Five Compelling Reasons to Join a Book Club

This is an essay by Deanna Zachrich.

Book clubs are everywhere. Libraries, schools, churches, even online. Find one near you and join.

Here’s five reasons why you should:

One. Exposure to books you might otherwise never pick up.

There are more than sixty different genres out there for books. Fantasy, and thrillers, and mysteries, oh my! So many topics to choose from and so little time. Unfortunately most of us pick up the same kind of books over and over again. Maybe it’s habit or maybe we just fear the unfamiliar. Joining a book club will help you expand your portfolio of book choices.

The key is to join a group that isn’t filled with all of your best friends. If you surround yourself with strangers, you’ll be exposed to many different kinds of literature. I’ve read several genres now including romance, thriller, horror, biographical, self-help, young adult, religious, and even erotica. Most of them I’ve thoroughly enjoyed!

Two. Finish more books.

I assume I’m not alone when I admit that I haven’t always finished every book I started reading. But in book club, you have a deadline. You have an obligation to finish reading the assigned material because you don’t want to be the only one unable to participate in the discussion. And, you don’t want to appear to be a lazy bum for not finishing it either.

A few months ago I started reading a novel based on a true story set in World War I. The first few chapters were very dry and boring to me, but because of book club I kept reading. It turned out to be one of the best stories I’ve ever read!

Three. Improve your vocabulary.

With today’s high-tech gadgetry, I constantly catch myself using slang and shortening words when texting and emailing my friends and family. (How r u? Whatsup? C u round. <3 u!) Better vocabulary turned out to be an unexpected perk. My friends actually noticed before I did. Suddenly I was using grown-up words in conversation! Just a week ago I learned what skullduggery means. What a fantastic word!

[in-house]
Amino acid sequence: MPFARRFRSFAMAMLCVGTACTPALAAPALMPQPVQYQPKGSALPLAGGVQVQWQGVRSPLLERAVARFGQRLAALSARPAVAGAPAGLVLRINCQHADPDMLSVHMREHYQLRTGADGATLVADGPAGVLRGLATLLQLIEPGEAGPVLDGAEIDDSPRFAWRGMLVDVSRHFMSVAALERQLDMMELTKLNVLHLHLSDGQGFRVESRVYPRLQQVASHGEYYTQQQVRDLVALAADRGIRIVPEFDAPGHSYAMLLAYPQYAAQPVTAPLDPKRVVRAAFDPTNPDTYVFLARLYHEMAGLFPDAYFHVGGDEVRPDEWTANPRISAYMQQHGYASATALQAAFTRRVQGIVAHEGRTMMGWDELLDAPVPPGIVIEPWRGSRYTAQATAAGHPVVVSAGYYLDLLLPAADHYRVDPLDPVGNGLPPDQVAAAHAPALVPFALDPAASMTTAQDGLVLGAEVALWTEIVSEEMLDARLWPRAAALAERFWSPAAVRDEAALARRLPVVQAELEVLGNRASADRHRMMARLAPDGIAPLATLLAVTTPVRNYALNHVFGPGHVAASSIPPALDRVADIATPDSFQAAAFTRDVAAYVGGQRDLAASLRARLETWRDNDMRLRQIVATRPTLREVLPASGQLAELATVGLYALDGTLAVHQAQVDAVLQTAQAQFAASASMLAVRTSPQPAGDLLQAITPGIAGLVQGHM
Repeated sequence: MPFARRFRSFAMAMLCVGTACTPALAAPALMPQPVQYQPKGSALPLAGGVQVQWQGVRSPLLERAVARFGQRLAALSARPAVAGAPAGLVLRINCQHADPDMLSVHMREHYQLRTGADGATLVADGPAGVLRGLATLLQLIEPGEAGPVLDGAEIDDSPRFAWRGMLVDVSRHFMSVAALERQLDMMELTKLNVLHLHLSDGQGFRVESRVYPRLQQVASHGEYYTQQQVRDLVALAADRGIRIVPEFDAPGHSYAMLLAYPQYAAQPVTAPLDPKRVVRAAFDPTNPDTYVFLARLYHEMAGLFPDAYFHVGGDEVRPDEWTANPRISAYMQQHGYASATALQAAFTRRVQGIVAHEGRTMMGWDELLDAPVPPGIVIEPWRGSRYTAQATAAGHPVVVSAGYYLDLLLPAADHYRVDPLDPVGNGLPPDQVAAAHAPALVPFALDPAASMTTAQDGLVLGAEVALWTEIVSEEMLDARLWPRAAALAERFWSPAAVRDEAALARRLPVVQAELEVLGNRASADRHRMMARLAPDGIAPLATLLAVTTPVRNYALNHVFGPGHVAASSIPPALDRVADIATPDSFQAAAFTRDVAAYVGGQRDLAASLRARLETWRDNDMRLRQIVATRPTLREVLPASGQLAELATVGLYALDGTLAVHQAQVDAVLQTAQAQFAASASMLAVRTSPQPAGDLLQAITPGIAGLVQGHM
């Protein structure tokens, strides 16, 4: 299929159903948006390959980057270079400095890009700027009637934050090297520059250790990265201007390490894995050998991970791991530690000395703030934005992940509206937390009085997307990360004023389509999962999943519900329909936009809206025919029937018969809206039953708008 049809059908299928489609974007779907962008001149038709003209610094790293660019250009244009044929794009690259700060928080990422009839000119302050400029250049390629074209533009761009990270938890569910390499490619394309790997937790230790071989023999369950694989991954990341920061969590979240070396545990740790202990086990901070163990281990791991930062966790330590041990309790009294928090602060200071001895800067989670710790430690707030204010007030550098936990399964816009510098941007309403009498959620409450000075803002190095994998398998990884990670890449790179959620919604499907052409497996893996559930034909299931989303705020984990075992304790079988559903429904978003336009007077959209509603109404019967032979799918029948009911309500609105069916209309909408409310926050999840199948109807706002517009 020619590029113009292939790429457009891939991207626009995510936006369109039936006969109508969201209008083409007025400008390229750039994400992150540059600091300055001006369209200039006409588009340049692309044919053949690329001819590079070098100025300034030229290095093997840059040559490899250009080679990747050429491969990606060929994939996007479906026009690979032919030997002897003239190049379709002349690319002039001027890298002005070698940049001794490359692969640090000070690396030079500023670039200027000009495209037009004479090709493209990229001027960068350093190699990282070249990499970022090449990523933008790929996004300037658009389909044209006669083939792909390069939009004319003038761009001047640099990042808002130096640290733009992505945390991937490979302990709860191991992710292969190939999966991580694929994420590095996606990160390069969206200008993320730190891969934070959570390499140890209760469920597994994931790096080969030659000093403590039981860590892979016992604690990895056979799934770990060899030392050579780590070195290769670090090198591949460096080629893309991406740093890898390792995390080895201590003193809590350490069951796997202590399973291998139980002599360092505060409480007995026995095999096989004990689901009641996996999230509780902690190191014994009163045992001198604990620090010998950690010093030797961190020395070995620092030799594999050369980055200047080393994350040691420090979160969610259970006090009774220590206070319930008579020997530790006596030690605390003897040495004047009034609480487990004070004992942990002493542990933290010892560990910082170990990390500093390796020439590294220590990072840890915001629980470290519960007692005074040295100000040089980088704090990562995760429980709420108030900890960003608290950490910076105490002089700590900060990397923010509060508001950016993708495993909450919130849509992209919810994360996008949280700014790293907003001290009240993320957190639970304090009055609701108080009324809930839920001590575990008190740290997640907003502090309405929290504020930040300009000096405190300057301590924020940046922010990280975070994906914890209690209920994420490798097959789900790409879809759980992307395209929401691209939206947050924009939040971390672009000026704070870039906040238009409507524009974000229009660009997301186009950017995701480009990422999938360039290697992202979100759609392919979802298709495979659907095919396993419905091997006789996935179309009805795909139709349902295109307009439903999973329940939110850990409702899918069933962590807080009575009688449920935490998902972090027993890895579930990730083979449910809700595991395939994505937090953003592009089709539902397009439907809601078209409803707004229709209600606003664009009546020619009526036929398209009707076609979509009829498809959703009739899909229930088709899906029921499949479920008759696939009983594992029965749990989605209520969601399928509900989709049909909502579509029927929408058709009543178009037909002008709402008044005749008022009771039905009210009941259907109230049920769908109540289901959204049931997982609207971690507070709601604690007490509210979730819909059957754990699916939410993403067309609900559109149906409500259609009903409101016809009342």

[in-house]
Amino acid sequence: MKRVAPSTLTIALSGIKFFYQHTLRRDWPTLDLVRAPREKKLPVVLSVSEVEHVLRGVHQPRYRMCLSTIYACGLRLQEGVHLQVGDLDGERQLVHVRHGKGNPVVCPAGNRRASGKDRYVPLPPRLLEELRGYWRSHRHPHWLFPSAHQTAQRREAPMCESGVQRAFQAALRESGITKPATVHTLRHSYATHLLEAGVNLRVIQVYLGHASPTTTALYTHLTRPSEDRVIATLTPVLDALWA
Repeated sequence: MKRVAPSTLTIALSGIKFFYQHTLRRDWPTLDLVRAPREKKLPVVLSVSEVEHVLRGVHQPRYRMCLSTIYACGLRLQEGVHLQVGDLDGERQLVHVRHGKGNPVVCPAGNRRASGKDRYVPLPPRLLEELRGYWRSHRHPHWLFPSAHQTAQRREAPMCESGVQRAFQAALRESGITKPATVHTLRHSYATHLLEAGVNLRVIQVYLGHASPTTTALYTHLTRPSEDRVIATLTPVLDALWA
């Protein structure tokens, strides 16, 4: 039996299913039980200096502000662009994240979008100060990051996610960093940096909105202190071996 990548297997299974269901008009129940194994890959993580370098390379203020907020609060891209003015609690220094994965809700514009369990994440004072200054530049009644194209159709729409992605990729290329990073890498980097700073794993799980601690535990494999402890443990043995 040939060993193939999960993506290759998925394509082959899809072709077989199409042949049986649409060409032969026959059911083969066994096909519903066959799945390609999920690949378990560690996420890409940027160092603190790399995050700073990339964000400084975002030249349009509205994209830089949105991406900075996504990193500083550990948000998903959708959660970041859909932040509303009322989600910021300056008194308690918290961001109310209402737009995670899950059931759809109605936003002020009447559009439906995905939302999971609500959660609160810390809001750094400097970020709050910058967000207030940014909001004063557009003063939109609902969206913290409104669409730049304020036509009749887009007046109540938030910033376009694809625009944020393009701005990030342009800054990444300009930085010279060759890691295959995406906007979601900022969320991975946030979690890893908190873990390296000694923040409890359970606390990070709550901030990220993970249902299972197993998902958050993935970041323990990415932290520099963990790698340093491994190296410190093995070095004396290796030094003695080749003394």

Four. You’re a bookworm, not a hermit.

Let’s face it, being a bookworm can have its social drawbacks. Cuddling up with a good story either in print or on my snazzy e-reader on a Saturday night is much more appealing than a lot of other options out there.

Joining a book club is my kind of social gathering. I meet new people, discuss topics that don’t normally come up in a typical conversation (because they’re in the book), and there’s usually great snacks and wine. What’s not to like?

Five. It’s free!

There isn’t much to do these days that is completely free. Going to see a movie runs me $20 easily. A ticket to the zoo for the day will cost me almost $30. Joining a book club for an entire year requires no money from me at all. Even the books chosen to be read each month can be borrowed from a local library or one of my book club buddies.

I’ve read several books recently that have been made into movies. The books have been wonderfully written and a joy to read. Unfortunately, the movies have been nothing but disappointment. Maybe it’s because so much is usually cut from the movie script. But why do they have to cut all the good parts of the story? Give me a free borrowed book over a $20 movie any time.

I will continue to enjoy reading books in as many different genres as possible with my book club. Each title is a different adventure for me that I get to share with new friends. My book club has also been the incentive for me to finish many books in a short amount of time, which has also improved my vocabulary. Book clubs are fun and free; a winning combination for this reader.

Do you belong to a book club? What’s your favorite part?